You’ve daydreamed about cruising the indigo waters of the Bahamas, or perhaps battling blue marlin on St. Thomas’ North Drop or coasting among killer whales while watching glaciers calve at Alaska’s Kenai Peninsula. Wherever your nautical reveries reside, charters are likely available, but you bought a boat for the freedom to voyage. Unfortunately, time, or a boat’s capabilities, limit distance and routes.
But are those restrictions reality? Overland transport, semisubmersible or lift-on/lift-off yacht transport ships, and professional delivery crews can bring those far-off dream destinations within reach. To make your dream come true, we’ve collected the wisdom you need to cruise your own boat in exotic ports.
If loading a boat on a tractor-trailer seems simple, dream on. “Hauling an oversize boat, it might take us seven hours just to get through Connecticut,” says Ken Follett, transport manager for Journey’s End Marina (journeysendmarina.com). “We have to go up, down, zigzag around, way out of the way.” And that’s only allowed Tuesday through Thursday, from 9:30 a.m. to 3:30 p.m., in good weather. Neighboring Massachusetts and New York have similar restrictions on different schedules.
To reach south Florida from Maine, it costs the owner of a boat not more than 12 feet wide or 13 feet 6 inches high (mast to keel plus trailer height), given the current average $4.25 a gallon for diesel, about $7,000. If this boat ran at an efficient 1 mpg, the fuel alone would cost what shipping does, and you’d have to add on dockage and food. The overland trip should take four days, versus a week by water. Trucking that same size boat to Seattle costs around $13,000 and takes seven days.
Complexity and costs grow with height and beam. “We can haul a boat 20 feet wide if we have the right road surveys and permits,” Follett says. “Over 15 feet wide, if you’re not out of Virginia by 2:30 p.m. on Friday, you’ll have to park until 9:30 Monday morning.”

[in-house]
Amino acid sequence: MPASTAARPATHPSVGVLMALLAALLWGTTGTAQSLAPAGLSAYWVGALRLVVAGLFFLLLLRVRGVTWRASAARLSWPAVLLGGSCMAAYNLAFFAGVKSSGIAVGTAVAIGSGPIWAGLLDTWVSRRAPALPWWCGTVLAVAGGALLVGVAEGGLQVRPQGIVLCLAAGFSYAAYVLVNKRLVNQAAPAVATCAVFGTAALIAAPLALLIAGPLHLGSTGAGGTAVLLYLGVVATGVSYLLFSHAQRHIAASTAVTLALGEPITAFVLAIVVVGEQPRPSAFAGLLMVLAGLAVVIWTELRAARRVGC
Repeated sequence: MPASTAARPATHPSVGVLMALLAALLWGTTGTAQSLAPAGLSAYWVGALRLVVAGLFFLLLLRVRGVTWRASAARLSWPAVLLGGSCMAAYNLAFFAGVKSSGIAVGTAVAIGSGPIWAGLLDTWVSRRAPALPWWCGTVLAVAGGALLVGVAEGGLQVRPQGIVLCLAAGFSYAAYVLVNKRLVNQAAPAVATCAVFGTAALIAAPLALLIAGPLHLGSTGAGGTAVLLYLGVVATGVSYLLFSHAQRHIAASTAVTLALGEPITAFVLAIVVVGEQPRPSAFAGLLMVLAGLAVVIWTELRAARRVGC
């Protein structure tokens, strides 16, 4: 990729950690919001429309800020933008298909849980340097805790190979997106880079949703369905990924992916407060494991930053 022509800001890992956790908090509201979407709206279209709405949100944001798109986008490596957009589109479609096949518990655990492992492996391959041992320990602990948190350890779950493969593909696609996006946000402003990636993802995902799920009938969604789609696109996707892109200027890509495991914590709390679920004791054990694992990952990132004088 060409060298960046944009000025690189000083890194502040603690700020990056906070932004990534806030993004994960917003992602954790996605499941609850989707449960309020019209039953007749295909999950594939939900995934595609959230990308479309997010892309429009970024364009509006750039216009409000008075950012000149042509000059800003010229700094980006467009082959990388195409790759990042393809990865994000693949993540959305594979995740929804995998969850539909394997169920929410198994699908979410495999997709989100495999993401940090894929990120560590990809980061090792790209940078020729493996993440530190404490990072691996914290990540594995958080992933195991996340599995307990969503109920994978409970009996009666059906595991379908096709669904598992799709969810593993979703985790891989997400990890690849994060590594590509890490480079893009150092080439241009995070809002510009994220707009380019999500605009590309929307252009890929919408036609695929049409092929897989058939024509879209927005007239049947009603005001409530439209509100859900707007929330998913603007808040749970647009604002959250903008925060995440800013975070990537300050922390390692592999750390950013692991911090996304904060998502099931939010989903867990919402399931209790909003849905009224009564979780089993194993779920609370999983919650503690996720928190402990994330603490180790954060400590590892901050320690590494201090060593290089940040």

Money isn’t the only factor. Overland transport opens otherwise unlikely cruising grounds. Scenery along the southern shore of Nova Scotia is stunning. But the world’s highest tides, frequent dense fog, icy waters and a shortage of facilities strain both a boat’s and crew’s abilities. Just 150 miles north by land, the protected, warm waters (approaching 70 degrees in August) along Nova Scotia’s north shore and surrounding Prince Edward Island create a saltwater playground. Boats under 50 feet abound, along with marinas, whales, seals and a mix of English, French and Gaelic culture.
Consider the hazards when choosing an overland carrier. “If a drunk runs a stoplight, that’s your boat’s insurance,” Follett says. “Our insurance covers our negligence.” Journey’s End carries $5 million in cargo insurance, which is separate from the truck and trailer policy. Have your insurer coordinate with the trucking company’s insurance provider to preclude loopholes.
Check a trucking company’s references from regular clients, particularly boatbuilders. Ask how they protect the boat from damage or theft while stopped at night, and inquire about equipment. “We have trailers that get the keel just six inches off the ground,” Follett boasted. “Trimming just an inch or two of height might easily save $1,000 in route surveys, permits, escorts and extra miles.” Hydraulic trailers can launch a boat, saving hundreds of miles just to reach a travel lift.
“Shrink-wrapping is good if it’s done right, but ripped shrink-wrap flapping down the highway at 65 mph will do more harm than good,” Follett says. Shrink-wrapping for travel requires different skills than winter shrink-wrapping, which is meant to shed snow.
“You really have to weigh out the cost of a delivery crew and fuel versus trucking,” Follett says. A boat exceeding 16 feet wide or 15 feet high, depending upon the state, adds dollars fast. Boats might be shortened by removing a radar arch, hardtop or even flying bridge — Follett suggests having the same workers handle those jobs at both ends, so start with a yard and have it suggest a trucking company. Journey’s End is both. “Give us a list, and we can paint the bottom, wax it, make repairs and deliver it to Florida, ready for you to turn the key and go.”